We believe that 2021 will see a return of market / economy dichotomy that baffles financial pundits while enriching those who see and act on the big picture. The housing bubble of 2008 left the economy in shambles, home values in many cases dipped below mortgage balances. Labor Force Participation, which we think is a better indicator of real employment, was starting a precipitous slide toward 1970’s levels.

US Labor Force Participation Rates 1975 to 2016

Gross Private Sector GDP (the private sector economy) severely declined.

Gross Private Sector GDP 1950 to 2020

We kept waiting for the “Mother of all Bear Markets” to wipe out the nation’s wealth so that we could buy great companies for pennies on the dollar. Instead, we saw a combination of quantitative easing (QE) programs, I, II, III, and IV, ZIRP and the threat of NIRP flood the markets with unprecedented amounts of cash. This tsunami of cash led to one of the longest bull markets in history.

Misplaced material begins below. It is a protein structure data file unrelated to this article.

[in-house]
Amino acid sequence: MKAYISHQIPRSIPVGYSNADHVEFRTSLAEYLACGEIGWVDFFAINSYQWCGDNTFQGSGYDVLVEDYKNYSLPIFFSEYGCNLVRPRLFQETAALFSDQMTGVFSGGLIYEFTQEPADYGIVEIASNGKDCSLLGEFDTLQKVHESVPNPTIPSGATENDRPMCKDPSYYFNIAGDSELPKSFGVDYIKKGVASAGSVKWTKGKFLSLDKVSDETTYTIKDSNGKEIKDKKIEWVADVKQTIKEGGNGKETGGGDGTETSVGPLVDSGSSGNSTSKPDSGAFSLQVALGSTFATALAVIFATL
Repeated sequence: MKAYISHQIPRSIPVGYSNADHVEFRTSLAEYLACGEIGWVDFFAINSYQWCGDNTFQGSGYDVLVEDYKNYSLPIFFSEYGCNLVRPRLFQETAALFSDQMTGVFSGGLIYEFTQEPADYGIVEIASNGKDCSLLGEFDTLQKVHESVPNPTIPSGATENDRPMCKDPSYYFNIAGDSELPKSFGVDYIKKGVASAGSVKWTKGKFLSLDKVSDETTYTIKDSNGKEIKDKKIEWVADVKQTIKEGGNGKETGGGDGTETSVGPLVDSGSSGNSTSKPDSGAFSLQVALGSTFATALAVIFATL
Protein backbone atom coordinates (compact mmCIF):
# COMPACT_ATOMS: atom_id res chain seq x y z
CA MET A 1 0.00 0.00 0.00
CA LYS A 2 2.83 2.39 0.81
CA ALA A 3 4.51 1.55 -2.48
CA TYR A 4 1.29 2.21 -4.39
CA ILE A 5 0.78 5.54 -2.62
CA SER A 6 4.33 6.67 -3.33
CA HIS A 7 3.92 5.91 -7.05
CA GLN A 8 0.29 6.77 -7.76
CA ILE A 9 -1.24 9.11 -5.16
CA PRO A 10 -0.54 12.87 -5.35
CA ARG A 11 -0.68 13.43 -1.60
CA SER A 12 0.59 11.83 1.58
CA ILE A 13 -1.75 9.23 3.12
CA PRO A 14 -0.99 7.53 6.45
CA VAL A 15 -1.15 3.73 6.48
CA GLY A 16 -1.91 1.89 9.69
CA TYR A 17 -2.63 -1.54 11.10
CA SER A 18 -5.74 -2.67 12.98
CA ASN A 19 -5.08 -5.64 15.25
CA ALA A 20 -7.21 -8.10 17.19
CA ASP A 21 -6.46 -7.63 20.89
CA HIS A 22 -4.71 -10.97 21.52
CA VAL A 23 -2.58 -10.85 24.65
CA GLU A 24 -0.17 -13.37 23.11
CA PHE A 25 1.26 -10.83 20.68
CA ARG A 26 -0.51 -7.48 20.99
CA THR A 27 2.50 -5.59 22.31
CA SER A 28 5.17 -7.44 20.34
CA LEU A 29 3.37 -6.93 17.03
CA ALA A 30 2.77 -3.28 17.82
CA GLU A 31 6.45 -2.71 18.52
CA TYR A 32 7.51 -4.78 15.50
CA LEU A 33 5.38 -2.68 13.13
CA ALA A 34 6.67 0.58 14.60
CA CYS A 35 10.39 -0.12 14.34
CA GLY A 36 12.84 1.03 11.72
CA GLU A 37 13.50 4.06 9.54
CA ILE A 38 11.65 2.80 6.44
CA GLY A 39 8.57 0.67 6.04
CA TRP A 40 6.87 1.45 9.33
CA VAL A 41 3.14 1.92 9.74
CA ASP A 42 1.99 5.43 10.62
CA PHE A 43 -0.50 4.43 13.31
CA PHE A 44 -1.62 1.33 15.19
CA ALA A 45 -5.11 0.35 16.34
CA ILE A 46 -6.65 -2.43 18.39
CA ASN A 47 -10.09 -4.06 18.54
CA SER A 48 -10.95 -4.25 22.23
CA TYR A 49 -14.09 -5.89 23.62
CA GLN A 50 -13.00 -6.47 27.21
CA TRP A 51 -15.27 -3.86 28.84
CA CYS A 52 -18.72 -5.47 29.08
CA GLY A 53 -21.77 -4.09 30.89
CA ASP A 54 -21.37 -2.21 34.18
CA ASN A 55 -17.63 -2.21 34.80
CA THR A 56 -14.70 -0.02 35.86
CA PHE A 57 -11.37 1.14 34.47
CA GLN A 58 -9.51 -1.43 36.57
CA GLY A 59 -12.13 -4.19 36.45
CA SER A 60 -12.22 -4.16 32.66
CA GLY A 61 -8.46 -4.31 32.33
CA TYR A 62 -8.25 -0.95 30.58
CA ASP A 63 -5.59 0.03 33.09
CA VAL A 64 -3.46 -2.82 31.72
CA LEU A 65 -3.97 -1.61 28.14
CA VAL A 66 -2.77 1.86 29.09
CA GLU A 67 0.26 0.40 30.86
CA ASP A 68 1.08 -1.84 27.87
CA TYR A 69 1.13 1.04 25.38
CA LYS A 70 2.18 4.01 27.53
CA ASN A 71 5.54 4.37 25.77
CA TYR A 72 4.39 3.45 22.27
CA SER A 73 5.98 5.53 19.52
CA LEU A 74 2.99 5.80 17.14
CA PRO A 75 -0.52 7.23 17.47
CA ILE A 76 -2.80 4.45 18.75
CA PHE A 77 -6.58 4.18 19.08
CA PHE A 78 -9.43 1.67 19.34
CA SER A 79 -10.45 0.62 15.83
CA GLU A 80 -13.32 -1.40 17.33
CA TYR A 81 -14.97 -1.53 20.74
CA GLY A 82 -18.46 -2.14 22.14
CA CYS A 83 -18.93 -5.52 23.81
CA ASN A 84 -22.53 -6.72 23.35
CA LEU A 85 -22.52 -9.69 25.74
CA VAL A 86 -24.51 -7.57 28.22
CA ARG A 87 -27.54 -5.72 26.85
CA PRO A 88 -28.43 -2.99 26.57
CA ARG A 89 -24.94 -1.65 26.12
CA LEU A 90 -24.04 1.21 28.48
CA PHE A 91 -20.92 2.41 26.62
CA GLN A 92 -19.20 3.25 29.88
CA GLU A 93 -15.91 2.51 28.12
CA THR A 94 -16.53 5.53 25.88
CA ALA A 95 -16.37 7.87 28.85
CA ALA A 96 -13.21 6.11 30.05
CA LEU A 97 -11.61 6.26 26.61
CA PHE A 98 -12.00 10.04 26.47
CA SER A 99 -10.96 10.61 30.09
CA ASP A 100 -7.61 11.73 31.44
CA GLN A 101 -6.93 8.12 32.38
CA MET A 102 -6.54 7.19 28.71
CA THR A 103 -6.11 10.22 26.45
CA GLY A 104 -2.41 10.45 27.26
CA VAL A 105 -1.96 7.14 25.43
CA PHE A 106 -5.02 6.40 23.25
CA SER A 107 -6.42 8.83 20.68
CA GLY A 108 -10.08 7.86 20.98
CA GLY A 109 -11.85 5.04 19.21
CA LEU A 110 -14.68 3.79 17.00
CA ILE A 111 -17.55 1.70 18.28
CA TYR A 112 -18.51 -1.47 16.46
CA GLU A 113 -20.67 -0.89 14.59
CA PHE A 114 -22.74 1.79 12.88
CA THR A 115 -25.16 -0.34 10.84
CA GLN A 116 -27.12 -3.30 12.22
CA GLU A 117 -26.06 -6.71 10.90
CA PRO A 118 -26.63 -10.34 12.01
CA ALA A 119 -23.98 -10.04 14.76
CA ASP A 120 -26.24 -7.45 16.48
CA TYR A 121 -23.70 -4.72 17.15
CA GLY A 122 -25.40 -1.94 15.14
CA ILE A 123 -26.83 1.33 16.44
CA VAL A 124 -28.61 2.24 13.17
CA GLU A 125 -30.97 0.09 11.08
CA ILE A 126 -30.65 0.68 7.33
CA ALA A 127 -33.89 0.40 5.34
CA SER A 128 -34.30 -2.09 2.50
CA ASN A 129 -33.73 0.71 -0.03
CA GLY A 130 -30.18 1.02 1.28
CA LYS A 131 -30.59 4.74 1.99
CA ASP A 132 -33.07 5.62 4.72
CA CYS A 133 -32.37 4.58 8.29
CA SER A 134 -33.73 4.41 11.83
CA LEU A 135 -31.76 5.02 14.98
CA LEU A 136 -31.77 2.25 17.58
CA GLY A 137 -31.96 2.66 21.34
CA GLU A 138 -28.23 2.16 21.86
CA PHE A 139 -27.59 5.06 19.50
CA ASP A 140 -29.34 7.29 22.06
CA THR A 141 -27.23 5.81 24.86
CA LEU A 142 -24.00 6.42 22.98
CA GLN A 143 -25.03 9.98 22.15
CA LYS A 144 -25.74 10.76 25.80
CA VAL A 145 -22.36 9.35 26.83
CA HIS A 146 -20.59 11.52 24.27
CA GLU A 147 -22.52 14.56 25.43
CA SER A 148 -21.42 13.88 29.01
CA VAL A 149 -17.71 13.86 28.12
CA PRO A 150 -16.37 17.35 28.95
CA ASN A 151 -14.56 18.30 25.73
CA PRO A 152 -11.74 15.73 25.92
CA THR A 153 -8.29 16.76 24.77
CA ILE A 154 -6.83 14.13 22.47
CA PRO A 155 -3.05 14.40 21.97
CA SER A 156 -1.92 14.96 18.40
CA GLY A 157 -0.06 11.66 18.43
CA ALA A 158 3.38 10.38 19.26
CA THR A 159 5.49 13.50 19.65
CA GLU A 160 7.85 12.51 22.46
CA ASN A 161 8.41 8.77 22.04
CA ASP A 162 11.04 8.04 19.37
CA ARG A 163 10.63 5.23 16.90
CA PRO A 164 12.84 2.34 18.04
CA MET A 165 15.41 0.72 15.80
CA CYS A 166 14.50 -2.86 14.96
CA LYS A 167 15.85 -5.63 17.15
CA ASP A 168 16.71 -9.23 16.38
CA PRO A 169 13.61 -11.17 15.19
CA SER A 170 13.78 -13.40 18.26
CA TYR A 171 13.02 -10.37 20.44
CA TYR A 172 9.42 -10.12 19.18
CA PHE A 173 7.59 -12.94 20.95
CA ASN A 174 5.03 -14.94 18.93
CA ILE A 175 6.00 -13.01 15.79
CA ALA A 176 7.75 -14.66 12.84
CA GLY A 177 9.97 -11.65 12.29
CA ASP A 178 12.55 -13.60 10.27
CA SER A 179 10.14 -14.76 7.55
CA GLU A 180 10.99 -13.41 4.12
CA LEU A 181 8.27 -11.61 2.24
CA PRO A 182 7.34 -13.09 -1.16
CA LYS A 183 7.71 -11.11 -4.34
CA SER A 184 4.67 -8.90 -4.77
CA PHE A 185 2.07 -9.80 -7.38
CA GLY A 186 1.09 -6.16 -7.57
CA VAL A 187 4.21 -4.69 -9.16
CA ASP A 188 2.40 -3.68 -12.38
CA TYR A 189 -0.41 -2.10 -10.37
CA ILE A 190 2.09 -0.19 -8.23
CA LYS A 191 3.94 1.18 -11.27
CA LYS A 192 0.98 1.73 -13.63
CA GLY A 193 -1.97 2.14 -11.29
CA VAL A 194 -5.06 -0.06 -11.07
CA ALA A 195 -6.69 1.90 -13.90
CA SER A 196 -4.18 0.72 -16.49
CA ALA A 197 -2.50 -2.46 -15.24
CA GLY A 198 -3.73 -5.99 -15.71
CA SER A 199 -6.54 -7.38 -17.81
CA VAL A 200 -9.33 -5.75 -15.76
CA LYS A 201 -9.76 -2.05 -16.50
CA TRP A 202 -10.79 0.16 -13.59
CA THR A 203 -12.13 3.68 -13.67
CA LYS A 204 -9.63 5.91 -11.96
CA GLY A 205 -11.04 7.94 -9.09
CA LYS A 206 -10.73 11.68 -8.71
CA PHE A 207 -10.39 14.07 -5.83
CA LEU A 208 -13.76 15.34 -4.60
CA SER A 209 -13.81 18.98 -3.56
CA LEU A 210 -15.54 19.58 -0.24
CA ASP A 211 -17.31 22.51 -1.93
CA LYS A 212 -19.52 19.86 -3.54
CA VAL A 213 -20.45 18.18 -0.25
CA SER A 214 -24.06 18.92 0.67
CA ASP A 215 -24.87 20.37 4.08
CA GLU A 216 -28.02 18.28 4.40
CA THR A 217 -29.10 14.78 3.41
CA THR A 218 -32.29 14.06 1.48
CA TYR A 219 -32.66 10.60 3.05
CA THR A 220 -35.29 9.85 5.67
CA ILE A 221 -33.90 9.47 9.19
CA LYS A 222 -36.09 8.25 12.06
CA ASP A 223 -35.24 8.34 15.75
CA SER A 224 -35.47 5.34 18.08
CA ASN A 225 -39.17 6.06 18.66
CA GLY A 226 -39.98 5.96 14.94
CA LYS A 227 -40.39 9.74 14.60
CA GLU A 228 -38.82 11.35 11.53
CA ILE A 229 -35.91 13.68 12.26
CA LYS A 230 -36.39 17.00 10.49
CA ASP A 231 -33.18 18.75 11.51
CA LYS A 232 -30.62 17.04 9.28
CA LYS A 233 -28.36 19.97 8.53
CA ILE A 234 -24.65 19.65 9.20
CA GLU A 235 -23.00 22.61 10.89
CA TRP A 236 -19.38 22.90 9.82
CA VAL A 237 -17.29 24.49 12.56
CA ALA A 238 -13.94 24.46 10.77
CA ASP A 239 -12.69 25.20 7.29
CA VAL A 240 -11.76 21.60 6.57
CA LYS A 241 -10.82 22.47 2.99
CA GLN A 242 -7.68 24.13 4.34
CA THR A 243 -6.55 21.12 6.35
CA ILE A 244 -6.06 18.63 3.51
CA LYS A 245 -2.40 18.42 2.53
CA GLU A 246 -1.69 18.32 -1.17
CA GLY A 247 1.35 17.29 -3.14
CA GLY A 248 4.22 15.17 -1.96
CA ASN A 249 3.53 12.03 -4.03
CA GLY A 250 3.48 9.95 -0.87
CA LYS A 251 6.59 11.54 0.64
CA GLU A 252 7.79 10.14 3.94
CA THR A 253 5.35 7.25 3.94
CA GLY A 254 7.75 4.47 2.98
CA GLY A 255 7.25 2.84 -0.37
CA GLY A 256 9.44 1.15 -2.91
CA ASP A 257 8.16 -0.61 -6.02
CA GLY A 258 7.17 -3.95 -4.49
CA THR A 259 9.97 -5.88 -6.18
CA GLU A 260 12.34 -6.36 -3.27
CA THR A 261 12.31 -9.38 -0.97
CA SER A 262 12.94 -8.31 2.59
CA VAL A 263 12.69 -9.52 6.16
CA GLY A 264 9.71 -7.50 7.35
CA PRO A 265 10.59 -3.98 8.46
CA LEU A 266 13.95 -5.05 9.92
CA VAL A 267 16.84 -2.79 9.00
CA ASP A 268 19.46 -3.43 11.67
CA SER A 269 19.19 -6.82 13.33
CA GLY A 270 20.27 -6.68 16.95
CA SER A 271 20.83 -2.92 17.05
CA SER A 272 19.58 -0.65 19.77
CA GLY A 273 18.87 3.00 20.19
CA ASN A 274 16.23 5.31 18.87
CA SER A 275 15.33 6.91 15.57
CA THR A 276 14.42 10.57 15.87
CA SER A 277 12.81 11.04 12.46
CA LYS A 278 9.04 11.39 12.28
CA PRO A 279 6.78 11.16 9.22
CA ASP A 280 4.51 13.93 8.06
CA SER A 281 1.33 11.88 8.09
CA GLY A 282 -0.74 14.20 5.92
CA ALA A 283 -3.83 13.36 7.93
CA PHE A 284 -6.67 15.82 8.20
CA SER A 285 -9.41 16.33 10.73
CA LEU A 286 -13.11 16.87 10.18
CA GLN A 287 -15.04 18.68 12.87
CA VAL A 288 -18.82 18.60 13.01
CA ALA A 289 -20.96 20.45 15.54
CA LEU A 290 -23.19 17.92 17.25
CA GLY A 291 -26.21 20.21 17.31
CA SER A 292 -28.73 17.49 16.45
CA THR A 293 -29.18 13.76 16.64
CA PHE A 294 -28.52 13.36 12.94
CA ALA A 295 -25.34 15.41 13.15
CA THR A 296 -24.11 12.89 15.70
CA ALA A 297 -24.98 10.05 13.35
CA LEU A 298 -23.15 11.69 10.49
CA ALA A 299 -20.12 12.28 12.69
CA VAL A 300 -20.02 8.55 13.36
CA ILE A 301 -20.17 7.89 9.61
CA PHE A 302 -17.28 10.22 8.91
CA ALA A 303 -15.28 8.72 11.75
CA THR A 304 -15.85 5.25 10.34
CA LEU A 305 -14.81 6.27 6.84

SP 500 Monthly Chart 2008 to 2018

S&P 500 Monthly Chart 2008 – 2018

In fact, the correction that ended the bull run in 2018 was in part blamed on the Federal Reserve’s attempt to “normalize” interest rates in line with the strength of the US economy.

Fast forward to January 4, 2021 and the economy is in far worse shape than it was in 2008 and as I write this from my office in California, the Governor has, for the third time, changed the conditions for reopening the economy which leads us to believe that we will be locked down well into the summer. Yet the markets are sitting near new highs and with nearly $7 trillion in stimulus floating around combined with our TINA (There Is No Alternative) view of the markets, we expect to see stocks go much higher for much longer than any rational economist could imagine.

This is why we chose our title; it was during the last market / economic dichotomy we were told that this was the “new normal.” Whether it is the old “new normal” or a new one doesn’t matter. What matters is that we pay attention to what is happening and act accordingly in order to take what the markets are willing to give us.